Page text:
But despite all these arguments, which appeal primarily to awareness, commitment, and responsibility in terms of contributing to sustainability, if we are still asking ourselves ‘why gas?’, then let’s consider other points that address more economic and operational reasons:

Because it’s cheaper; cheaper than diesel at a time when the price of gas is soaring, as is currently the case. Let’s also not forget that a large part of the government subsidies that encouraged the use of certain fuels are being withdrawn, as in the case of the United Kingdom, where they have abolished the subsidies for the use of red diesel.

Reduced operating and maintenance costs since the life cycle of gas engines is longer than that of diesel engines, and oil changes last longer and are more spaced out over time. So much so in fact, that in the case of a gas engine of up to 100kW, the overhaul interval can be extended 50% more than that of a diesel engine, as much as double in 100kW to 1MW power ratings, and up to three times greater in power ratings above and beyond 1MW.

We provide users with training programmes on how to operate gas equipment and all they need to bear in mind to ensure ease of use.

Competitive acquisition costs (CAPEX). If the price of a gas generator set has traditionally been higher than that of a diesel generator set, nowadays, with the advent of the new Stage V technology, the price of diesel generators has increased and is now very similar to gas generator sets.

These units guarantee a continuity of the technology normally used in generating power, that allows companies in the sector to continue operating with generator sets (internal combustion equipment) and easing the transition to new technologies (use of batteries, renewable sources…). Of course, this is a technological leap that we will experience but in a progressive manner in the process of energy transition towards zero emissions.

Fuel distribution and accessibility are no longer a barrier. We have established agreements with LPG and LNG distributors, such as Flogas in the UK and Repsol in Spain and Portugal, to provide end users and rental companies with easy access in terms of refilling internal gas tanks, built into the generator sets, and also of the installation of external LPG tanks to extend the running time of the equipment wherever it is needed. The objective is to offer a comprehensive LPG solution for events and construction, industrial and residential applications.

Conclusion: “The gas infrastructure will serve as the basis for the future distribution of hydrogen.”

There is no one fuel or power source that can single-handedly bring us closer to a CO2-neutral world by 2050. The commitment to Natural Gas, LPG, and biogas is good news. We will urgently cut 20% of CO2 emissions in the power generation sector – where the deployment of renewables will take time and pose certain constraints – and thus contribute to drastic emission reductions. Most importantly, we will be laying the foundations and the common infrastructures for the future distribution of precious hydrogen and other renewable gases such as biomethane. When it is available in sufficient quantity and once it is injected into the natural gas distribution grids, every system that is connected to the gas grid will progressively move towards using a renewable, zero-emission source. But without a doubt, the first step is to continue to promote and invest in gas-fired power generation systems and to promote the storage, distribution, and use of gas, regardless of whether it is LPG or LNG. This will help to build an infrastructure from which hydrogen will later benefit. And once hydrogen has arrived, for years to come thereafter, we will continue to witness the coexistence of hydrogen with batteries, gas and diesel generator sets, renewables, hybridization…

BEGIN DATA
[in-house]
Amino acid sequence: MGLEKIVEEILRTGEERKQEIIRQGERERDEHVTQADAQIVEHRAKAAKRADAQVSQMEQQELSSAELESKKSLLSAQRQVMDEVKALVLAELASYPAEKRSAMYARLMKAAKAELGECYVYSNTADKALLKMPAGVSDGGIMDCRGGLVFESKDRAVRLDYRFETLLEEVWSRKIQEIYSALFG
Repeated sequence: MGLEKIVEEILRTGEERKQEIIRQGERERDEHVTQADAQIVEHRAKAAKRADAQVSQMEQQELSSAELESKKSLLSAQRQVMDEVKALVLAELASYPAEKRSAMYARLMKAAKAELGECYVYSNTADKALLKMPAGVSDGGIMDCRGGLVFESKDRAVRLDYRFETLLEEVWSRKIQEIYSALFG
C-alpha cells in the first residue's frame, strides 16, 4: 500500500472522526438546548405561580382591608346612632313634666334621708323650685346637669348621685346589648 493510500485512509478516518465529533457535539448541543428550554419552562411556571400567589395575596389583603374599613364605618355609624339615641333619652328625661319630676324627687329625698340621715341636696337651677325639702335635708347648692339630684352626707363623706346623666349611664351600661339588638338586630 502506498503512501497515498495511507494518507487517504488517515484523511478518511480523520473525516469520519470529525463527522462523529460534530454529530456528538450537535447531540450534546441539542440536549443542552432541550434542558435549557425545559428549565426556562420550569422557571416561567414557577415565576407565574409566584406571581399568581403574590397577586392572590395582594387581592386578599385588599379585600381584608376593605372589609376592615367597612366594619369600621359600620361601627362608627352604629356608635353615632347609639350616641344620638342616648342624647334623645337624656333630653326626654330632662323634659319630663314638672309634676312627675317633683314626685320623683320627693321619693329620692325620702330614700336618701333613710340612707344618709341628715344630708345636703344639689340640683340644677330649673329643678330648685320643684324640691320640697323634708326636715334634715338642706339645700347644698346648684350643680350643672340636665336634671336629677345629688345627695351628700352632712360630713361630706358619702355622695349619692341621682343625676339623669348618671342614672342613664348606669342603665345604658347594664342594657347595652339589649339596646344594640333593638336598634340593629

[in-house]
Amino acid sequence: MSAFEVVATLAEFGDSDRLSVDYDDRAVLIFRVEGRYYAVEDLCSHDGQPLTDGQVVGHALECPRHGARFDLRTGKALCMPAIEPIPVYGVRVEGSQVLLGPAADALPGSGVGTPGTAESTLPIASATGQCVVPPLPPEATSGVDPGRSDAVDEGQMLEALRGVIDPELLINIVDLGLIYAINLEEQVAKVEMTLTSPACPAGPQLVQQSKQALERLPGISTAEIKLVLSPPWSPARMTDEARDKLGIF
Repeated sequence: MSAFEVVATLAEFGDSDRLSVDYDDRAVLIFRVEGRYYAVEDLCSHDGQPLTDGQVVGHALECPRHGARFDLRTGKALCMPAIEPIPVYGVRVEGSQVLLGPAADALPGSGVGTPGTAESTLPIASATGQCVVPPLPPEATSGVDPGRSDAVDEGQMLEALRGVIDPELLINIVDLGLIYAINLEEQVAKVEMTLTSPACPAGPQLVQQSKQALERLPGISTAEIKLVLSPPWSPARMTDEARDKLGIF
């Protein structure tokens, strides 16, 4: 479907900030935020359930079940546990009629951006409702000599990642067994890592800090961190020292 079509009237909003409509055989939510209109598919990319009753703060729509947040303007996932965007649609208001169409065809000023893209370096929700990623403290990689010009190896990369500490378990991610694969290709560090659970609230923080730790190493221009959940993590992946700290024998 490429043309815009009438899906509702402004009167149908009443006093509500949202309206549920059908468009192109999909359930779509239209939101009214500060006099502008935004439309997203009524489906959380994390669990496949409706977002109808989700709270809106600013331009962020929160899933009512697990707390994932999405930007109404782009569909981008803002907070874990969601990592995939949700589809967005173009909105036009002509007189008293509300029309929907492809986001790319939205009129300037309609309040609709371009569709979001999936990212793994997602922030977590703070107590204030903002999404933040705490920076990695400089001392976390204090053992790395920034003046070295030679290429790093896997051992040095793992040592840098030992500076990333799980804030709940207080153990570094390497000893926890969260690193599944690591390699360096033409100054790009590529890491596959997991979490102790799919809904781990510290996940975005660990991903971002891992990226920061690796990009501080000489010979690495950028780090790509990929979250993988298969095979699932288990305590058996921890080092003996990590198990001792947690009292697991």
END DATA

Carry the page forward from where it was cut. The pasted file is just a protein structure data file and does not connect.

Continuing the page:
“I have specialized in power generation with gas, with natural gas of course, but also with other gases such as liquefied petroleum gases and with wellhead, associated, mine or synthetic gases among others, as well as with renewables such as biogas and hydrogen. I enjoy working with a power source which represents a significant reduction in pollutants and also reduces CO2 emissions. I am convinced that it is time to bring gas-fired generation to other productive sectors with little or no implementation, where diesel is still the only solution. We have overcome barriers in sectors where gas was not present, such as the industrial/ event rental sector, and new ones are knocking at the door. Now is the time to continue strengthening the market niches we already know and to develop all the many new ones we are involved in. It is time to take advantage of the maturity and know-how we have acquired during this time to continue expanding our global technical and commercial team and, of course, to stay one step ahead with the ‘gas to power’ solutions that only a market leader like HIMOINSA can offer.” – Manuel Aguilera, Global Gas Unit Head

Manuel is an Industrial Technical Engineer with extensive experience in power generation. He has specialized in projects with gaseous fuels, either pure generation or heat recovery. He received the UPCT award for his work “Micro-cogeneration with Natural Gas as a Sustainable Power Alternative”, which stemmed from his interest in the search for more sustainable power solutions. After his experience as an engineer in the air conditioning and renewable energy sectors, he joined HIMOINSA in 2011, where he developed from scratch a complete range of gas power solutions which is currently the leading product in its sector, developing and training the company’s distribution network on how to support this new product line. Manuel has accumulated an ex[1]tensive experience of 15 years in the Gas to Power sector with such diverse projects as the Capacity Market in the UK (Natural Gas), Oil & Gas in the Amazon, Australia, or Siberia (Flare gas, associated gas) renewable gas projects in Gabon or Taiwan (biogas, syngas)with fuel storage in salmon farms in Chile, mines in Peru or in Nigeria (LPG) and also with cryogenic gases (LNG) in Spain, Slovenia or Romania, among others.